Eyelid Cancer: What to Look For?>

Eyelid Cancer: What to Look For

by Health After 50

Like other areas of skin, your eyelids can be damaged by too much exposure to the sun, making them susceptible to skin cancers. Indeed, skin cancer is by far the most common form of cancer, and between 5 and 10 percent of all skin cancers occur on the eyelid.

By far the most common type is basal cell carcinoma, which accounts for 86 to 96 percent of eyelid cancers. Squamous cell carcinoma makes up between 3 and 13 percent. The risk of squamous cell carcinoma may be increasing, however. A study published in the British Journal of Ophthalmologyin 2017 found that the incidence of squamous cell carcinoma of the eyelid has increased by about 2 percent a year since 2000. (Melanoma, the most dangerous form of skin cancer, rarely occurs on eyelids; it accounts for only 1 percent of eyelid cancers.)

Fortunately, most eyelid cancers can be successfully removed surgically. But the sooner they’re detected, the better the outcome. So it’s important to be alert to any unusual changes on your eyelids.

Signs of eyelid cancer

Eyelid cancers, like other skin cancers, are linked to sun exposure. The more time you’ve spent outside without the protection of a hat and sunglasses, the greater your risk. People with fair skin, red or blonde hair, and blue eyes are at increased risk.

Men are also more likely than women to develop eyelid cancers. Smoking increases your risk. And as with most malignancies, the risk of eyelid cancers increases with age. In the recent British study, for example, the risk of squamous cell carcinoma doubled for each decade after people reached 60.

Eyelid cancers can appear on either the upper or the lower lid. Early warning signs can include:

  • Any sudden change in the appearance of the eyelid, including a bump, a sore, a spot, or a change in color
  • A bump or sore that bleeds or itches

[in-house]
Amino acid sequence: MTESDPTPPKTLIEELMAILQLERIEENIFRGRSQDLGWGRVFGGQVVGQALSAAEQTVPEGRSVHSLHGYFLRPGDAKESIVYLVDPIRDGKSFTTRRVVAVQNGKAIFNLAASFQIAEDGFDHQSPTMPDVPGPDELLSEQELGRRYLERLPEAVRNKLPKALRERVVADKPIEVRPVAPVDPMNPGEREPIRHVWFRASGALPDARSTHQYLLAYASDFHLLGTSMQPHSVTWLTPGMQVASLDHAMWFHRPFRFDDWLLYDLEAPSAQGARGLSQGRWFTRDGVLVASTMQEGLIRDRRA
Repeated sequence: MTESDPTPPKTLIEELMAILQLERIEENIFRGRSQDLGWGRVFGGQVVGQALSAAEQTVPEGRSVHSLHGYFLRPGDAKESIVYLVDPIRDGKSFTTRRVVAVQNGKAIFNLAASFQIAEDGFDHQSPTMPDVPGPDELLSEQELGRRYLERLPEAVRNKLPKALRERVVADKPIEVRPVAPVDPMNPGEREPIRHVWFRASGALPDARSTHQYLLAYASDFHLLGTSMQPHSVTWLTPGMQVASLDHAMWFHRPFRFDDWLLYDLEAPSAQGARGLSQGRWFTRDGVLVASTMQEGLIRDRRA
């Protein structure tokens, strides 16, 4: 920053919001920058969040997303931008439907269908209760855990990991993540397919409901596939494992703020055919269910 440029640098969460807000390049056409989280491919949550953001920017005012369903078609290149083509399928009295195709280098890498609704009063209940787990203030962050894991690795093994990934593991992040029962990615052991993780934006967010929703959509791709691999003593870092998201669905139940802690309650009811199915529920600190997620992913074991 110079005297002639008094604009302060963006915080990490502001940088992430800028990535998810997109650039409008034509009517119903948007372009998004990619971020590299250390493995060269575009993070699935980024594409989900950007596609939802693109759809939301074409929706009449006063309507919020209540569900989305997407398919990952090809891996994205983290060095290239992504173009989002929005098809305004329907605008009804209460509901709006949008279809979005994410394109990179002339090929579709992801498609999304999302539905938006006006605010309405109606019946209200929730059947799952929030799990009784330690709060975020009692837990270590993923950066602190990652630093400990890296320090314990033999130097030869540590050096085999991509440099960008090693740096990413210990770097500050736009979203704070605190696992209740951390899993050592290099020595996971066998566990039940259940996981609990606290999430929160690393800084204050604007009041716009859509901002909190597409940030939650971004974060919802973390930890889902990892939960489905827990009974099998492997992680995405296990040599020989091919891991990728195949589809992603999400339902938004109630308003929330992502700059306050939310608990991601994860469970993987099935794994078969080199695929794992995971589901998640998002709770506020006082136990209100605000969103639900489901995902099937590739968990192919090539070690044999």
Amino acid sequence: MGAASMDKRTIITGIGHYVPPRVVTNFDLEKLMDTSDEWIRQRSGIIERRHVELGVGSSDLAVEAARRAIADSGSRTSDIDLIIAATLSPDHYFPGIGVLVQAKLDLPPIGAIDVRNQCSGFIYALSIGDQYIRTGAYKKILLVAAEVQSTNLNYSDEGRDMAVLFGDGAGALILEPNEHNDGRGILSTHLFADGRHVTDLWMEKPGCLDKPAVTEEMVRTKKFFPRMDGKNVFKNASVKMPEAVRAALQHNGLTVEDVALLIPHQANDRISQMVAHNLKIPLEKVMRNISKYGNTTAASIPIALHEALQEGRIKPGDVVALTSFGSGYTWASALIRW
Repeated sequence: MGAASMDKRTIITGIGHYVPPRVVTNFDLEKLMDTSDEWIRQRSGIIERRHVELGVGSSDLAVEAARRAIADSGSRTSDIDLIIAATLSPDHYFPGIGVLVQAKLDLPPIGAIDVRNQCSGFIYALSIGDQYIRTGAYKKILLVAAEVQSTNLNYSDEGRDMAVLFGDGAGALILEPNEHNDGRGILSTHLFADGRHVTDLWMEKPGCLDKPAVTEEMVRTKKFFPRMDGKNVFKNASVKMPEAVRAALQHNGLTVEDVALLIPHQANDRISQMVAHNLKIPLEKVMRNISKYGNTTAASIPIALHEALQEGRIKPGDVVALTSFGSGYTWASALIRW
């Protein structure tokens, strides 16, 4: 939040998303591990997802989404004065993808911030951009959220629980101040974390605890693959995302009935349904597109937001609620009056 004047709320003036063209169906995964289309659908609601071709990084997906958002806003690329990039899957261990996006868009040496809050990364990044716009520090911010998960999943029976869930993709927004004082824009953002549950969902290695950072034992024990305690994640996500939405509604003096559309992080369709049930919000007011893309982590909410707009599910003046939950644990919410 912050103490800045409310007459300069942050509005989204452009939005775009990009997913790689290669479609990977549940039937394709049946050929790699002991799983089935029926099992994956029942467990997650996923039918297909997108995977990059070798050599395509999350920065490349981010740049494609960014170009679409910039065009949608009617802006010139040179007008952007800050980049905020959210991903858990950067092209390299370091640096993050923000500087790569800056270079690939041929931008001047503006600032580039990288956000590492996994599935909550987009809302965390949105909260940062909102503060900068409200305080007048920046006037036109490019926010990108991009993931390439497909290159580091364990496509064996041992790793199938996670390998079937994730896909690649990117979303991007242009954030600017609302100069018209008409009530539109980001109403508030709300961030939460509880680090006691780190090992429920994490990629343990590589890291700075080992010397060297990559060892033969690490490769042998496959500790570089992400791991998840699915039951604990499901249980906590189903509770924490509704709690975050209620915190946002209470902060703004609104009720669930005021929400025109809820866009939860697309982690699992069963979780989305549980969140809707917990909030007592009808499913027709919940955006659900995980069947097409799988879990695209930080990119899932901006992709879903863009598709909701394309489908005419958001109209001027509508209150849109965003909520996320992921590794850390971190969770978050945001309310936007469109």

• Swelling or thickening of the eyelid
  • Repeated infections of the eyelid
  • An ulceration (an area of broken skin) that doesn’t heal
  • A spreading, colored mass on the eyelid
  • An increase or decrease in pigmentation of the eyelid skin
  • Tenderness or pain that doesn’t go away
  • Loss of eyelashes in one area
  • Eyelashes that grow out at abnormal angles

During an examination, your ophthalmologist or optometrist might detect other signs, including an abnormal increase in small blood vessels in your eyelid.

Protecting Your Vision From UV Rays

It’s just as important to shield your eyelids—and your eyes—from ultraviolet rays as it is your skin. Here’s what you can do.

Treating eyelid cancers

To determine whether a bump or a sore on the eyelid is cancerous, ophthalmologists usually perform a biopsy, which involves removing a very small piece of tissue and testing it for the presence of cancerous cells. The standard treatment for eyelid cancers involves removing the cancerous tissue.

Surgeons typically use a surgical technique called Mohs (named after the doctor who developed it), which is designed to preserve as much healthy tissue as possible. That’s important, since removing a large amount of skin from the eyelid can adversely affect both appearance and eyelid function.

During Mohs procedures, small areas of tissue are removed and tested for malignant cells. If cells at the edge (or margin) are cancerous, surgeons remove additional tissue for testing. The process is continued until no more cancerous cells are found at the margins. Although the procedure is time-consuming, it removes only as much skin as is necessary to eliminate the cancer.

If doctors are concerned that cancer may have spread to nearby tissue, they may recommend topical chemotherapy or targeted radiation therapy after surgery. But in most cases, removing the cancerous area is enough. After a successful Mohs procedure, the recurrence rate for basal cell carcinomas, by far the most common eyelid cancer, is less than 1 percent after five years.

Still, to make sure cancer hasn’t returned, experts usually recommend regular checkups with your ophthalmologist or optometrist for up to five years after surgery.

This article first appeared in the July 2019 issue of UC Berkeley Health After 50.

Also see Protecting Your Aging Eyes.